Medical research may not produce results that apply to all populations, but guides thinking in new directions. The scientific ‘compass’ seems to be suggesting that functional strength is something we can work on to improve future health regardless of age or weight.
RUN & MOVE HAPPY!
NOTE: Why study firefighters?
On the surface it may seem that scientists randomly chose this Indiana-based group of public service workers because of convenience. They were available to participate in and be studied by a research team for 10 years. However, medical concern over firefighter wellness has been evident for a long time. Firefighting is known to be a highly stressful job, and firefighters seem to be at increased risk for serious CVD events compared with persons in other occupations, especially during or shortly after firefighting activities.
A 2017 study revealed that exposure to “extreme heat” at a time when peak physical exertion is required is may “trigger the formation of blood clots and impair blood vessel function”, which increases the risk of a heart attack. Dehydration combined with shunting of blood to the skin to help handle the higher body temperature (average of 2 degrees Fahrenheit) likely result in lowered blood pressure, an AHA heart.org article that highlights the research explains.
The article also states that approximately 45% of on-duty firefighter fatalities each year in the US are caused by CVD events.
Although the Harvard research study results may help motivate non-firefighting adults to improve muscle strength to improve longevity, the information may be of utmost importance to this particular highly-stressed population. Dr. Stephanos Kales, the senior and corresponding author on this ‘push-up capacity” paper has an established track record in investigating medical issues of firefighters and police officers. His comment was sought in the several articles I pulled off the internet about firefighter health risks.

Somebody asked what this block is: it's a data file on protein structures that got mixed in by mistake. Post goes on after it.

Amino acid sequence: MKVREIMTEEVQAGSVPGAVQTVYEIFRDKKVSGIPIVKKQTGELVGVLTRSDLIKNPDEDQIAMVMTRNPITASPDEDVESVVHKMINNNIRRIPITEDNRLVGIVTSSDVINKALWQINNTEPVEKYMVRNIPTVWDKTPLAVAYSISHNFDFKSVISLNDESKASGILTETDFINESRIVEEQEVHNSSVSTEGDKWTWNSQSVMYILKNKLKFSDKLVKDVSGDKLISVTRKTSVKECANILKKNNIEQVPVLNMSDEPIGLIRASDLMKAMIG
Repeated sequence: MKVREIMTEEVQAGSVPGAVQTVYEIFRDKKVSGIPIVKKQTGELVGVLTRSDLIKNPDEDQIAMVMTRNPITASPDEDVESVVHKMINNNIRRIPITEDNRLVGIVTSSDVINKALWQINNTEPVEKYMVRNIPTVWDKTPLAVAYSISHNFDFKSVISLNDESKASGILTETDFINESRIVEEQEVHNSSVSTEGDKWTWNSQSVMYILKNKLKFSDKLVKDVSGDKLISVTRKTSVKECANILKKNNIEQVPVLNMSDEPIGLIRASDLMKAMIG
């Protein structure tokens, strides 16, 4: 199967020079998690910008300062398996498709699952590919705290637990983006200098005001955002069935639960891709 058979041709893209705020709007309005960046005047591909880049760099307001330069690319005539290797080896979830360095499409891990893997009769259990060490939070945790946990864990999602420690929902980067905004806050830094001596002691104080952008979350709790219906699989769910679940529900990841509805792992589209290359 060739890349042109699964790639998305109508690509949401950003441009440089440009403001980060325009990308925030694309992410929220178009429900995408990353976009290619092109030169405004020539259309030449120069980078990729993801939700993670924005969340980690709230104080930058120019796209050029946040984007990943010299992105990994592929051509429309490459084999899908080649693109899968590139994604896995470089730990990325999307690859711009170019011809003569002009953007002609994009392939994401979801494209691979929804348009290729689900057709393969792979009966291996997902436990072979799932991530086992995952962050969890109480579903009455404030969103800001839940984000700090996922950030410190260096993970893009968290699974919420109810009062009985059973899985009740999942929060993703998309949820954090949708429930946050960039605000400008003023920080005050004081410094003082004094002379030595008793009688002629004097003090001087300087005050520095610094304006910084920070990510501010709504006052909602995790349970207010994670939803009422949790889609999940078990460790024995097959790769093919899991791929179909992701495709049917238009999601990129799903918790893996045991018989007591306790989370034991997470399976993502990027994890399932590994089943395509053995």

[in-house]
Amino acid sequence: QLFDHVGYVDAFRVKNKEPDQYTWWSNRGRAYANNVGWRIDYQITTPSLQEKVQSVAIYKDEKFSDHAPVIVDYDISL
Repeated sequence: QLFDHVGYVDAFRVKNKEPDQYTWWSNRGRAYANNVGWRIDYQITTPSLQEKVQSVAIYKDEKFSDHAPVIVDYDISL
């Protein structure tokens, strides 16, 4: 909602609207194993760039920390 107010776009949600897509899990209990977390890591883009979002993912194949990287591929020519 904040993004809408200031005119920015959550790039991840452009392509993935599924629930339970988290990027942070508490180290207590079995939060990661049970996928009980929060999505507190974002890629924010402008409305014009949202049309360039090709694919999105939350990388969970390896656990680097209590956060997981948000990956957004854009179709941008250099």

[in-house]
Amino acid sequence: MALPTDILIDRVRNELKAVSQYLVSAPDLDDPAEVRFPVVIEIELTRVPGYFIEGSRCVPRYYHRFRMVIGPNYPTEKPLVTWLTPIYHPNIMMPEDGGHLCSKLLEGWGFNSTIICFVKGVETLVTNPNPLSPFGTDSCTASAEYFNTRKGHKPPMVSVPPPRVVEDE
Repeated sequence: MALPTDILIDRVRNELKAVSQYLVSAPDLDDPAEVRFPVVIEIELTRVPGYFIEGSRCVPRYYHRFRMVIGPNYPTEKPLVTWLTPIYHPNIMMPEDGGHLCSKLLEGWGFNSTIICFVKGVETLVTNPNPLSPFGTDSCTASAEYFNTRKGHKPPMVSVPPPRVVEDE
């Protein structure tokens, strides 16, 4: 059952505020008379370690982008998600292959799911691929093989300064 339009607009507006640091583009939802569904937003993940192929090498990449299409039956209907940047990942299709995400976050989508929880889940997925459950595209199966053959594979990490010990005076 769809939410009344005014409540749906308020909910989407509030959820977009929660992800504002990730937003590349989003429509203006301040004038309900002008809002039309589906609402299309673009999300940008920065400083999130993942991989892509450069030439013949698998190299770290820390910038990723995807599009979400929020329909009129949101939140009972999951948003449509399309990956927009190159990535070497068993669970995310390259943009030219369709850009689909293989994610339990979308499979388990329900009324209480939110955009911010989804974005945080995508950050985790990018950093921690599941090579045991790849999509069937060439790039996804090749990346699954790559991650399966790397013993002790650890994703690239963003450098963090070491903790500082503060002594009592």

“Dr. Kales’ primary research involves the health of firefighters and police officers, and he is an international clinical authority regarding cardiovascular disease among public safety personnel.” https://www.hsph.harvard.edu/stefanos-kales
Dr. Stephanos Kales directed Earned Runs to view the study's push-up protocol through this link: https://www.linkedin.com/feed/update/urn:li:activity:6504138764946939904/
by Rachel Schultz for SHAPE.com “The Number of Push-ups You Can Do May Predict Your Heart Disease Risk”
BRIDGE TO PHYSICAL SELF
Running, walking, and fitness activities enable us to experience our physical selves in a world mostly accessed through use of fingers on a mobile device.
EARNED RUNS is edited and authored by me, runner and founder. I began participating in road races before 5Ks were common. I've been a dietitian, practiced and taught clinical pathology, and been involved with research that utilized pathology. I am fascinated with understanding the origins of disease as well as health.